Florida Burrowing Owl

Florida. Burrowing Owl. Nesting and Incubation. Mating and courtship generally occurs between. February ... Photograph courtesy of Tom Uhlman Photography.
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Burrowing Owl—continued Nesting and Incubation Mating and courtship generally occurs between February and July when a clutch of two to six eggs is laid. However, egg-laying may occur as early as October and as late as May. The eggs are incubated by the female for 28 to 30 days. Each egg is almost round and about the size of a quarter. In rare cases two clutches of eggs are produced in a year. Young The young owlets are raised and fed by the female. Males gather and present the female with food for the young. Young owls emerge from the burrow at approximately two weeks of age. At four weeks, they are able to take short flights and can fly well at six weeks of age. Fledging occurs about 42-45 days after hatching. Young birds remain with their parents until they are twelve weeks old. Of several subspecies of Burrowing Owls, the Florida subspecies reproduces the slowest resulting in slower replacement of owls killed or injured within the population.

Species Status The Florida Burrowing Owl is a "species of special concern" established by the Florida Fish and Wildlife Conservation Commission. It was assigned this designation in 1979 and is protected under the Commission's rules, Chapter 39 of the Florida Administrative Code. It is also protected under the federal Migratory Bird Treaty Act. Florida Burrowing Owls, unlike their western counterparts, are nonmigratory. Threats The Burrowing Owl is subject to increased mortality resulting from vehicle collisions, predation by domestic animals, and human harassment. In addition, real estate development pressures have reduced favorable habitat significantly. Man-made burrows are becoming common in urban areas that historically have owls. In several studies involving manmade structures; eggs per nest, and overall hatching success is lower.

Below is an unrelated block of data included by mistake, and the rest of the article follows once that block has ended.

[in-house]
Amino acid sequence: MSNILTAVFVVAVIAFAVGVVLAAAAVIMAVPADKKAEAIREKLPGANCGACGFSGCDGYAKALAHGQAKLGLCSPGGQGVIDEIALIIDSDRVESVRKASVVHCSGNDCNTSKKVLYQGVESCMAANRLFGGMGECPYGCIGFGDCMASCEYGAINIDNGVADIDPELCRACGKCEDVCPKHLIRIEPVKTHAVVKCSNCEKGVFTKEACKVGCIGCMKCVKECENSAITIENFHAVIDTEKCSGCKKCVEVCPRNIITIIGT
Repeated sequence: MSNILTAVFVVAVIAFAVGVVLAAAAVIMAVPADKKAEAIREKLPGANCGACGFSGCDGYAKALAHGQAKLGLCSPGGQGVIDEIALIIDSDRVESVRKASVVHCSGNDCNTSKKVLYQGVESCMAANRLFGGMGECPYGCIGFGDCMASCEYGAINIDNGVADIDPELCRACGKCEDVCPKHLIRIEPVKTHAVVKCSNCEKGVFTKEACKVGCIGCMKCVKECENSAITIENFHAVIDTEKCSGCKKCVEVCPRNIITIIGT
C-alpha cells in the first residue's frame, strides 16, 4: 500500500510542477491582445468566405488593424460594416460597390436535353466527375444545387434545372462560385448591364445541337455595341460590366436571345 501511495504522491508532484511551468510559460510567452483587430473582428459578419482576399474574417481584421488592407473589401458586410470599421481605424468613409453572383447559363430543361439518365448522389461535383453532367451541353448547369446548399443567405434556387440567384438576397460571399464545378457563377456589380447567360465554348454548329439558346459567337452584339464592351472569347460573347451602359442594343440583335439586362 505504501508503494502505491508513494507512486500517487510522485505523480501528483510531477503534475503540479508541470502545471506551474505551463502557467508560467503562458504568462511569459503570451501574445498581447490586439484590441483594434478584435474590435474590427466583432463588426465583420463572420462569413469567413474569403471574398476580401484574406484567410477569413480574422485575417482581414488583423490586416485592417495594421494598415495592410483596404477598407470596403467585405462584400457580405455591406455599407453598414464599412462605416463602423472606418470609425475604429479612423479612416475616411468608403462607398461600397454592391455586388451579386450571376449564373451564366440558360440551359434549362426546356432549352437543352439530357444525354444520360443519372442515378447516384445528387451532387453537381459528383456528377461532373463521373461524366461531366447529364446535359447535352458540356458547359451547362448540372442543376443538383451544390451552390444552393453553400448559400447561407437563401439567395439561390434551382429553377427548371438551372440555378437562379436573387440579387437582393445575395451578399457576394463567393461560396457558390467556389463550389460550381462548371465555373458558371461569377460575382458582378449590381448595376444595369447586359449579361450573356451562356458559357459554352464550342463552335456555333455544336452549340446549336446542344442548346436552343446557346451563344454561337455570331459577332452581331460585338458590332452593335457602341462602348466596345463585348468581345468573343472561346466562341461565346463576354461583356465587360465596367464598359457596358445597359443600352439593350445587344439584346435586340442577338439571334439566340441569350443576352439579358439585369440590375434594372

Florida Burrowing Owl


What you can DO Report any sightings to the Brevard County Natural Resources Management Office. Observations should include: •

number of birds

Food Items


Burrowing owls prey on insects and small vertebrates. Beetles, grasshoppers and crickets are important food items. Other items include crabs, crayfish, frogs, toads, lizards, brown anoles, snakes, ro- Photo courtesy of Tom Ullman dents and various species Photography of birds. Foraging for prey involves low short flights and, occasionally, momentary hovering. These owls have been seen foraging on roadkilled animals and on small migratory birds that have hit building windows or automobiles.


locations of possible burrows

any leg bands seen

Nearest landmarks or roads are very helpful.

Photograph courtesy of Tom Uhlman Photography

Mission: "To protect the quality of life and promote a sustainable future by managing and conserving the natural resources of Brevard County."

Florida Burrowing Owl (Athene cunicularia floridana) Identifying Burrowing Owls The Burrowing Owl is a small owl, measuring approximately nine inches in length (just larger than this brochure) with a wingspread reaching 22 inches across. The owl weighs an average of 150 grams, or about 5 ounces. The Burrowing Owl is the only North American owl species in which males are larger than females. Identifying characteristics are: •

Round head

Small size (9”)

No ear tufts

Bill is yellow or greenish-yellow

Yellow eyes (irises) most common; but chocolate, or olive irises have also been documented.

Adult plumage is brown with white bars

Identifiable features include yellow eyes, no ear tufts, and a white throat and mustache. Photo credit, Tom Ullman.

and stripes on the back and beige with brown bars and stripes on the front •